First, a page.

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Mandarin Oriental, Bangkok

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Mandarin Oriental, Bangkok
Mandarin Oriental, Bangkok
Mandarin Oriental, Bangkok
Mandarin Oriental, Bangkok
Mandarin Oriental, Bangkok
Mandarin Oriental, Bangkok
Mandarin Oriental, Bangkok
Old-School Haunts at the Oriental Bangkok
Time for Tea
Mandarin Oriental, Bangkok
Mandarin Oriental, Bangkok
Mandarin Oriental, Bangkok
Mandarin Oriental, Bangkok
Mandarin Oriental, Bangkok
Mandarin Oriental, Bangkok
Mandarin Oriental, Bangkok
Old-School Haunts at the Oriental Bangkok
Time for Tea
Mandarin Oriental, Bangkok
Opened in 1879, Mandarin Oriental was Thailand’s first hotel and is still among its best, offering a touch of Far East romance from a bygone era. The high-rise buildings are modern and blocklike from the outside, but the interior shines with elegant, exotic details, from sweeping white staircases and filigree woodwork to towering tropical ferns and potted frangipani flowers. There are expansive river views from most rooms and public spaces, thanks to the direct riverside location. The courtyards of louvered white windows, lily ponds, and world-class service have attracted personalities from Somerset Maugham to Audrey Hepburn to Mick Jagger. The New Wing consists of modern, brightly decorated rooms; the Garden and Authors’ Wings are a better choice for those looking for Old Asia. Each suite is unique. The restaurant, cooking school, and spa are some of the most sumptuous and highly regarded in the region.
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Neighborhood Vibe
Mandarin Oriental is right at the Chao Phraya River’s edge, meaning guests can wander around and enjoy the exotic array of boats plying the waters without even leaving the hotel grounds. The area surrounding is a mix of elegant hotels, glittering temples, and urban concrete. Just inland a block or so is Thai Home Industries, a mishmash of handicrafts and oddities in a building that used to be monks’ quarters. A mile walk north is Talat Noi, a more authentic old market area with alleyways lined with Chinese shrines and creaky machine shops.
Need to Know
Rooms: 393 rooms, 35 suites; from $435.
Check-in: 2 p.m.; check-out: noon.
Dining options: There are eight restaurants (including French, Chinese, and Italian choices) and two cafes at the hotel, but the Riverside Terrace—with outdoor dining along the river, and an excellent barbecue buffet—is not to be missed. Traditional afternoon tea in the colonial-style, white rattan–clad Authors’ Lounge is another signature experience.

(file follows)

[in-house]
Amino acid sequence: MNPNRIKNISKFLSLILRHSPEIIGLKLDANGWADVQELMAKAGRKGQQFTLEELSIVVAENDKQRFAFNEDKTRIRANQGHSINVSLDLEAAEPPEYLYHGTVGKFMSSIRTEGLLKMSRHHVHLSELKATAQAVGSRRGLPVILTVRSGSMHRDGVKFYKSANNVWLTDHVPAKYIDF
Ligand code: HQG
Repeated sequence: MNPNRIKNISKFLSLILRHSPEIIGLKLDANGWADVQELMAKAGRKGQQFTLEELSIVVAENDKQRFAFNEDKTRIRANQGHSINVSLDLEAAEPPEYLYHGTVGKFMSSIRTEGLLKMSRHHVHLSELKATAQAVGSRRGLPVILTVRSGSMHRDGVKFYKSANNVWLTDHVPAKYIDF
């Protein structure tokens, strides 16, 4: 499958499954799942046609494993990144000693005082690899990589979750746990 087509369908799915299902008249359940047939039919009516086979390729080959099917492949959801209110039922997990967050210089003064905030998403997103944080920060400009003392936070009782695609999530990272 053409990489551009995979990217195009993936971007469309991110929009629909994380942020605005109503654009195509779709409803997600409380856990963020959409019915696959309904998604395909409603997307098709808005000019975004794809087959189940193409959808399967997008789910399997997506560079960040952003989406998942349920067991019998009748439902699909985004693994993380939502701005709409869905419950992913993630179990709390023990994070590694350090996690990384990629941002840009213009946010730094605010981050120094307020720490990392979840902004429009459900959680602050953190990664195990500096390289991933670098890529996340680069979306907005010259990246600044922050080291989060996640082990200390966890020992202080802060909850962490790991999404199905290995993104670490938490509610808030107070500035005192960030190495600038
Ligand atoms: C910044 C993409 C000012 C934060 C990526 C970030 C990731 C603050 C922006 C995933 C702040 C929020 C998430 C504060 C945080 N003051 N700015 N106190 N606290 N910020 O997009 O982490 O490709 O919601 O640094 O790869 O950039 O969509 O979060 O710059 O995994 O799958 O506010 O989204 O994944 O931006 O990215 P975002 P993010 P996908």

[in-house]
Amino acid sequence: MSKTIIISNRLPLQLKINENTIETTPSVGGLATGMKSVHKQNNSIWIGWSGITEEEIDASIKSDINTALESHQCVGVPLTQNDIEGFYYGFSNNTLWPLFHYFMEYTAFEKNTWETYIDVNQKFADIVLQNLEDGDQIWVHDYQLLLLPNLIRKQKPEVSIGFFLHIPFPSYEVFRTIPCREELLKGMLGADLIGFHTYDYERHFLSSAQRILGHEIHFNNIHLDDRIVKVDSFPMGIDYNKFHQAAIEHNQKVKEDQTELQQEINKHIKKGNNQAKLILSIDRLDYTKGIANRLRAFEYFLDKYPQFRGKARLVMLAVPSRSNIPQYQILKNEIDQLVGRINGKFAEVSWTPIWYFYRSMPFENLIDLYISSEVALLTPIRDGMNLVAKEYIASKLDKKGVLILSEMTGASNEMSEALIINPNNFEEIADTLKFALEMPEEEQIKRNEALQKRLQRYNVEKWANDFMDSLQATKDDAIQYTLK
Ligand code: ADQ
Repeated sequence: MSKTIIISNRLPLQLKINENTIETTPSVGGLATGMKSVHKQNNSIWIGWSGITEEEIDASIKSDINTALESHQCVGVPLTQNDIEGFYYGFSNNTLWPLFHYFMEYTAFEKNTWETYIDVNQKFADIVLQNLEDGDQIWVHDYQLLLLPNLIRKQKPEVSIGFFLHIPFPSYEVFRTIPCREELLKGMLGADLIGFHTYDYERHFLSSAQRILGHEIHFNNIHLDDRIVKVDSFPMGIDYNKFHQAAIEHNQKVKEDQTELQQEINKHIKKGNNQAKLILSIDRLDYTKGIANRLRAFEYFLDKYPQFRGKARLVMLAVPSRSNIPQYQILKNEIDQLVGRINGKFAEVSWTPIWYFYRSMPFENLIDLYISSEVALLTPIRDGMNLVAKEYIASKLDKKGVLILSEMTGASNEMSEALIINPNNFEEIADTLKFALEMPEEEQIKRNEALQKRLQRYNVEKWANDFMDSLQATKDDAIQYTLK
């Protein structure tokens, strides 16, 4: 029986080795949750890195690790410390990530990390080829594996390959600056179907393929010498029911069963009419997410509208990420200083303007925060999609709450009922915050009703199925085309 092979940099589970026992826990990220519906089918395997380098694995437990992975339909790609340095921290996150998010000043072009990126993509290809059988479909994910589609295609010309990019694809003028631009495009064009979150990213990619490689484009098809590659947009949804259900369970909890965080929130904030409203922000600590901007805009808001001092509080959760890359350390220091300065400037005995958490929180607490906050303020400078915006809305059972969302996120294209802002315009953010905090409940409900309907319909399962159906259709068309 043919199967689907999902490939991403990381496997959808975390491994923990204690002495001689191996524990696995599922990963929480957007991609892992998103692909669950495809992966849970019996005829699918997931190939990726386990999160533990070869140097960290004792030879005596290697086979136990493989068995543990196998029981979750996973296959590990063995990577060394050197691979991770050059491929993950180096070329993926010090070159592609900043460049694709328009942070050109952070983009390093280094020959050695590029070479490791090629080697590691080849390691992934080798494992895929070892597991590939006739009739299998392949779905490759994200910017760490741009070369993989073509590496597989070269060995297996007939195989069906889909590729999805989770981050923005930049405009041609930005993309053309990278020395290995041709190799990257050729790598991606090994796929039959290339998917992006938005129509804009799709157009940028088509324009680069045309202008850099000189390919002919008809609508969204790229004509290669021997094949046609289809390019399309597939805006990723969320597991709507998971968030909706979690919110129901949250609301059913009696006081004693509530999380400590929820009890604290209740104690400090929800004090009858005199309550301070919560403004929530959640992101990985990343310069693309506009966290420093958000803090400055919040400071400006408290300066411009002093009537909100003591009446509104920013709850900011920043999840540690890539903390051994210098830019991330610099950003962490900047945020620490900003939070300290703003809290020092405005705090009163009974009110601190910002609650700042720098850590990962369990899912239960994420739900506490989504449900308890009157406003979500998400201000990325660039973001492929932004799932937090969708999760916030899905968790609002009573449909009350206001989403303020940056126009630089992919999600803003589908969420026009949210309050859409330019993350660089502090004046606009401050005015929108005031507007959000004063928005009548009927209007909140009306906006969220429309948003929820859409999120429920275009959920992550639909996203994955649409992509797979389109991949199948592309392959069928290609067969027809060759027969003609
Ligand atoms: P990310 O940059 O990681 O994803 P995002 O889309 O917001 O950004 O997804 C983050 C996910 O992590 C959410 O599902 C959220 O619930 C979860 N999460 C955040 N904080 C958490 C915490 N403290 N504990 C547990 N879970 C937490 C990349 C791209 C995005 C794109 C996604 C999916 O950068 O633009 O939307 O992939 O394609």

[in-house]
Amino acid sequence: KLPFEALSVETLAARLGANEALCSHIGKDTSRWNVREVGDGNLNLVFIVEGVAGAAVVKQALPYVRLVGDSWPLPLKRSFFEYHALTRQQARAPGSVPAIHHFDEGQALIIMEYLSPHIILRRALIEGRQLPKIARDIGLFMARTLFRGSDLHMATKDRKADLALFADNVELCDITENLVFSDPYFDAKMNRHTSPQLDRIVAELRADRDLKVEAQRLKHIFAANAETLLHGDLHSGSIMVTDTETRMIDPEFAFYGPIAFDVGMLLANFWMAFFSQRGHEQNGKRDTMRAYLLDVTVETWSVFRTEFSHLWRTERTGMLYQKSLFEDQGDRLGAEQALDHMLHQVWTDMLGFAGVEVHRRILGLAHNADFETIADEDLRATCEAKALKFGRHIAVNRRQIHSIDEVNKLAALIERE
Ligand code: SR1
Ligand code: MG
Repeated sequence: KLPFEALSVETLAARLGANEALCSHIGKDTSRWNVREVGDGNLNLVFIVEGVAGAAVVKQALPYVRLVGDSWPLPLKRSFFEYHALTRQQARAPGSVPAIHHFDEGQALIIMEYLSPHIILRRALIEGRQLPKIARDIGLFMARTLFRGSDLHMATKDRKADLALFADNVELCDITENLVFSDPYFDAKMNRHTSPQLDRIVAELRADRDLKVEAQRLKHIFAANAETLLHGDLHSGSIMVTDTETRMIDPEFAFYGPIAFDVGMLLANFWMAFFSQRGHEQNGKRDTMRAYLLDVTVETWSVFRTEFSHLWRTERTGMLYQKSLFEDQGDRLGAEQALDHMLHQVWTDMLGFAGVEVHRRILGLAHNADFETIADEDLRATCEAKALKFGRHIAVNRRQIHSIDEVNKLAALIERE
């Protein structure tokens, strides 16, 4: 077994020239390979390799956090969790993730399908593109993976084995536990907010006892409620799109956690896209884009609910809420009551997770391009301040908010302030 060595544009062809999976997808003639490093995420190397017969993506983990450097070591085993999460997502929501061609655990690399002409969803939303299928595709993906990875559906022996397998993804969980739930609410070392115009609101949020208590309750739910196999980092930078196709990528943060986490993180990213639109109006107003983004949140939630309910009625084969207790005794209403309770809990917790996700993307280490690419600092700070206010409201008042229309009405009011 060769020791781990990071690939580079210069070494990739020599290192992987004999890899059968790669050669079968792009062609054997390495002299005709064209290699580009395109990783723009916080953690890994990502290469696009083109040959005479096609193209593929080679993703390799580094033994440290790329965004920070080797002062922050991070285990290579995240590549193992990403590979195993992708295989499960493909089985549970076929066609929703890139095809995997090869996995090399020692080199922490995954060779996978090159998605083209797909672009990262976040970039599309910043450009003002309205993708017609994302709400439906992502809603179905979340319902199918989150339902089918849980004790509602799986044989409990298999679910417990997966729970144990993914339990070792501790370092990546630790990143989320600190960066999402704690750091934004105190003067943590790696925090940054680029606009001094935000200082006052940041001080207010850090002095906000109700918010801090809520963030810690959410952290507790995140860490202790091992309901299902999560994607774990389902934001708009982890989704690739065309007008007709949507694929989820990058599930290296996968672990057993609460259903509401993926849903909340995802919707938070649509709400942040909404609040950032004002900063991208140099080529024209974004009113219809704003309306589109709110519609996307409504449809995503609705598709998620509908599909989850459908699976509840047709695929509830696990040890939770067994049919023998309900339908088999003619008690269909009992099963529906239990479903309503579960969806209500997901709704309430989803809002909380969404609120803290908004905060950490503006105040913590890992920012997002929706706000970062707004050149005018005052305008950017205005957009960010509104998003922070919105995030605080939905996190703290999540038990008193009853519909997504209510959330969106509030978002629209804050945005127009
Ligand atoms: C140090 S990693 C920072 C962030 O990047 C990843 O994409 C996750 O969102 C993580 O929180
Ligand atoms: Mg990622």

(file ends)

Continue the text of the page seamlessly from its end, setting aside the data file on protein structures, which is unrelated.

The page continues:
Spa and gym details: The Mandarin Oriental Spa is considered one of Bangkok’s best, with therapies including ayurveda, a huge massage menu, and various detox treatments. The hotel also offers tennis, yoga, a fitness center, and two swimming pools.
Insider Tips
Who's it for: Luxury travelers who enjoy history and culture; romantic literary enthusiasts.
Our favorite rooms: Sleep like the world’s greatest storytellers in the Heritage Authors’ Suites, with elaborately carved canopy beds, deep-colored linens, and gold leaf details.
Temple shopping: Just around the corner from the hotel is Thai Home Industries, an eclectic jumble of Asian crafts in a templelike atmosphere.
Old-School Haunts at the Oriental Bangkok
From lean multistory towers with glitzy rooftop bars to spacious well-appointed magazine-shoot appropriate condo-hotel suites, there is no shortage of places to stay in Bangkok; you’ll be hard pressed to make a bad selection. But I try, whenever fiscally possible, to spend a few nights at the Oriental and enjoy its rich history. Opened in 1877 and built in an Dutch colonial design, the Oriental has welcomed tzars, actors, astronauts, rock stars, and diplomats through its regal doors. Writers seem to find a respite in its bright ivory hued walls: There is a Author’s Wing in the original structure where Somerset Maugham, James Michener, and Noel Coward have dedicated rooms. The pièce de résistance is the Joseph Conrad Suite: Its checkered terrace shaded with verdant palms is an impossibly cool oasis in the magnified heat of Bangkok. The guest rooms are well-appointed and classic: There is cold juice and plate of fresh fruit waiting for you upon your arrival. In the morning we sat at cabanas by the small infinity pool, drank coconut water, and ate pineapple slices. A river boat zipped us across the river to our massages. We slipped in for a late afternoon tea in the whitewashed Author’s Lounge; they were setting up for a wedding and I immediately envisioned a happy couple standing at the balcony, like at a coronation, waiting at the applause and then cascading down its winged staircases. Given the immaculate setting it is no wonder that so many have found inspiration here.
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Time for Tea
Surviving the third trimester of my pregnancy during hot season in Bangkok called for drastic measures. The indulgent afternoon tea at the Mandarin Oriental was just what a tired, mom-to-be needed: a comfortable sofa; very, very cool air conditioning; and three levels of buttery, carb-loaded (guilt-free) treats.
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48 Oriental Ave, Khwaeng Bang Rak, Khet Bang Rak, Krung Thep Maha Nakhon 10500, Thailand
+66 2 659 9000
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